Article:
Consider changing default storage driver

Hello! I was hoping to maybe just start some discussion around the default storage driver that is presented when one does lxd init out of the gate, which is zfs. I assume that this choice was done because it’s generally “optimized” and doesn’t require extra hardware or configuration to setup, which I can understand. However, in my (and others’) testing, this storage driver is slow when one runs their first lxc command after (re)booting a system - sometimes taking as many as 10+ seconds to get command output. After that, however, it’s fine. Since this behavior was similar to how snaps used to be very slow to start initially, it was just being chalked up to that. That said, that issue with snaps has been worked on pretty extensively [link][link] (not with lxd specifically, but more generally), so after some testing with other storage drivers, we found that zfs was actually what was causing lxd to be so slow initially.

Since this tends to give off a bad impression of both snaps and lxd in general for both newcomers and regular users (reinforcing notions of poor performance), I’m wondering if it might be worth considering to set the default storage driver to dir? I understand that it’s pretty basic when compared to other drivers, but I might argue that’s sort of the point of a quickstart setup - low bar to entry, minimal fuss. Indeed, if one runs out of space on their default zfs pool (which is pretty small), they’re required to research how to expand it, whereas with dir it’s directly related to their partitions available disk space - easy to understand, easy to relate to their system, easy to interact with. lxd is quick out of the gate with dir, shedding the impression that either lxd or the snap ecosystem is to blame for that initial slowness. If folks need more advanced storage usage, they’ll be reading the docs anyway and can choose the driver that best suites their needs.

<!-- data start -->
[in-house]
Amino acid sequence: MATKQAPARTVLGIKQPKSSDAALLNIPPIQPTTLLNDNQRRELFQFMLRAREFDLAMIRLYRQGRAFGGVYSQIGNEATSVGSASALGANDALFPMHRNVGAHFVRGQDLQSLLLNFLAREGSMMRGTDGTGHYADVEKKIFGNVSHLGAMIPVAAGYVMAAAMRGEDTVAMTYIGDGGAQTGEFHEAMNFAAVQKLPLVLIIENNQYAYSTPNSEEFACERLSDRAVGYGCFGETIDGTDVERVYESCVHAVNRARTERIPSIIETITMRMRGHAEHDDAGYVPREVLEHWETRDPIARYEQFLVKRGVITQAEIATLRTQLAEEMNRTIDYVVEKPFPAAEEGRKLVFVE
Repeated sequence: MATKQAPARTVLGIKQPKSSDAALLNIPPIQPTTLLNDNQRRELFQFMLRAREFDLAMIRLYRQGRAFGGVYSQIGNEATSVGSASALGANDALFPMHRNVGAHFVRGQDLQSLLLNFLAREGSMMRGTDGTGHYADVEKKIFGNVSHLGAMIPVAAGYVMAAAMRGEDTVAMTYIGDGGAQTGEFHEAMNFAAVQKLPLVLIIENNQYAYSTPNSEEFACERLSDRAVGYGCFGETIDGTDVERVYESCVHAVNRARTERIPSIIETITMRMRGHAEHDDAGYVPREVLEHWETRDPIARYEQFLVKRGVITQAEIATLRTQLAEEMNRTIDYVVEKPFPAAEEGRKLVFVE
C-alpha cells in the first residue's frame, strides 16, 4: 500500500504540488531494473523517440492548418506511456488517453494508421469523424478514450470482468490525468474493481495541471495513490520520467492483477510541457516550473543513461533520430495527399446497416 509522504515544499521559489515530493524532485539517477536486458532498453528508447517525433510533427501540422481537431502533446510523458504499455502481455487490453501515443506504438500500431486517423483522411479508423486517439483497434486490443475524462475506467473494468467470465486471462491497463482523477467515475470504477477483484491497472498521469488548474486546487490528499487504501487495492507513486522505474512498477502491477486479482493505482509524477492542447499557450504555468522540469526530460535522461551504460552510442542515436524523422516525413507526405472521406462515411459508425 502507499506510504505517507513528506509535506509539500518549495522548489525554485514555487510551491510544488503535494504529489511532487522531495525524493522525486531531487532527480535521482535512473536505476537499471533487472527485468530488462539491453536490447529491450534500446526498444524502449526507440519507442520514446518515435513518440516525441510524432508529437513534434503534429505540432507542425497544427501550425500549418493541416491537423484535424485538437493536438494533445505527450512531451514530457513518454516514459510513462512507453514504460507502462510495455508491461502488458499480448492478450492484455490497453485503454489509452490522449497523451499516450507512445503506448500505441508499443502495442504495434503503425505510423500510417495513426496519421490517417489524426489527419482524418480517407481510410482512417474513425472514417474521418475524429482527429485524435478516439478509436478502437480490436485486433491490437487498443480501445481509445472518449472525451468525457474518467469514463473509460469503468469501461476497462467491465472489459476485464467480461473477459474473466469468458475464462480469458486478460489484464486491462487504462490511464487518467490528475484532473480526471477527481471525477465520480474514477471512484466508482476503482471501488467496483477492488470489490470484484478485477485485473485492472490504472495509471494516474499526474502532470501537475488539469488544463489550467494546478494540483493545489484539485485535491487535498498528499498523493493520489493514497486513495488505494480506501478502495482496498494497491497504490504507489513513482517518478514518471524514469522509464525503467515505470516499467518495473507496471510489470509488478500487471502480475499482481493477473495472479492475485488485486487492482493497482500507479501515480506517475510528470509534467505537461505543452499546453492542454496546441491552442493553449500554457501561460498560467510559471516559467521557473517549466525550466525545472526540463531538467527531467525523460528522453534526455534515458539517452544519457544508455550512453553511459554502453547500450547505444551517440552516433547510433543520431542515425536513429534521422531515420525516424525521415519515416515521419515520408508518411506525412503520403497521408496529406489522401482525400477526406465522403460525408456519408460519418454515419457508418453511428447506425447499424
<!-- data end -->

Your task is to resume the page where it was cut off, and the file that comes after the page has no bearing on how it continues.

1 Like

On my desktop system (ubuntu 22.04) I have two 2TB NVME SSD.

Both were formatted w BTRFS.
Ubuntu is installed on NVME1 which is where the LXD SNAP is installed.
I have a 3rd 2TB SSD that I use for the “default” LXD Storage pool

That 3rd SSD I used the Disks utility to format it using the “No Filesystem” option

When I do: $ sudo lxd init
and when it gets to the Storage question “my” default is set to BTRFS by “lxd init”.

NOTE - I did not have to select BTRFS.

The “lxd init” then format’s the “default pool” to BTRFS.

So ZFS is not always the automatic “default”

Just pick BTRFS for your LXD Init Storage Driver… or can pick what you want to use out of any of the listed storage drivers.

1 Like

You’re correct, ZFS is not always the default, but the defaulting to btrfs only occurs when the storage pool is already on a btrfs filesystem. The issue there is that btrfs is not the default recommendation for a filesystem when installing Ubuntu. Our guided partitioning tool uses ext4, and starting in 24.04 the guided partitioning tool will start offering root on ZFS again.

This is an issue that going to affect users who use the guided partitioning tool in the installer, which could be a significant number of user. By defaulting to zfs backed storage on non-btrfs filesystems, users might get a mistaken impression of the performance of LXD and thus snap. It’s worth considering the opinions of users who may not necessarily wander from the defaults provided by the guided install process.

We can say “We’ve fixed many of snap’s issues and startup speed is no longer an issue”, but as it is currently LXD sets the default storage backend to ZFS on systems where the user opted for the default guided partition layout. As a result those users end up getting the impression that we are just ignoring issues that they are still seeing in practice. Even though the cause isn’t snap itself, it still may be contributing to the poor reception of snap by the community at large.


Please can you share your test methodology and results?